2H 2020 Distribution & Logistics M&A Report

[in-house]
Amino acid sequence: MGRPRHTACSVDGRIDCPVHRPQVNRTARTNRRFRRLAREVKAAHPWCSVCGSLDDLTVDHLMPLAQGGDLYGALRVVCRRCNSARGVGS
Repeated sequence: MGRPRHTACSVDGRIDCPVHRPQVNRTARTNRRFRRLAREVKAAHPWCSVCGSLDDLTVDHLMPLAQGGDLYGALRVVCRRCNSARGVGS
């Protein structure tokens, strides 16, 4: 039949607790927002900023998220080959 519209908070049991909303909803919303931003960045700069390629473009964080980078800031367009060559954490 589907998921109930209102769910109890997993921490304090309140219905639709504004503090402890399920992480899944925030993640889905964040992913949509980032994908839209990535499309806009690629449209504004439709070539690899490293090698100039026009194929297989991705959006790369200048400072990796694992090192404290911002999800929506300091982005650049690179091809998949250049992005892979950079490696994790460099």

As in most sectors across the globe, COVID-19 challenged long-held assumptions and assertions throughout the distribution and logistics space. Global devotion to “Just In Time” delivery was shaken as supply chains dried up, borders closed, warehouses emptied, hospitals scrambled to find ventilators and, gasp, the toilet paper disappeared. The great toilet paper famine of 2020 made for humorous late night television commentary. But shortages of other items had deadly consequences. The lack of adequate PPE (personal protective gear) and medical supplies for hospitals – respirators, gloves, face shields, gowns – was serious. In Italy, healthcare workers without PPE suffered infections and death even during the earliest stages. The disruption caused by COVID, and perhaps also a trade war, didn’t just cost lives; it cost money. Automakers around the world struggled for supplies. Entire automotive model lines were delayed. Dealers in Chicago reported running out of cars to sell as 2020 ended. Maybe blame all this on Toyota. Toyota pioneered a Just In Time supply chain over five decades ago. The company arranged to keep the bare minimum of components in storage – and for delivery only as completed vehicles left the factories. As the system took hold in the 1970s, it proved efficient, with less time spent storing things. It worked great, until it didn’t. The weakness as we’ve now seen, is when even one part of the supply chain suffers a glitch. The year 2020 definitely falls under the heading of “glitch.”…

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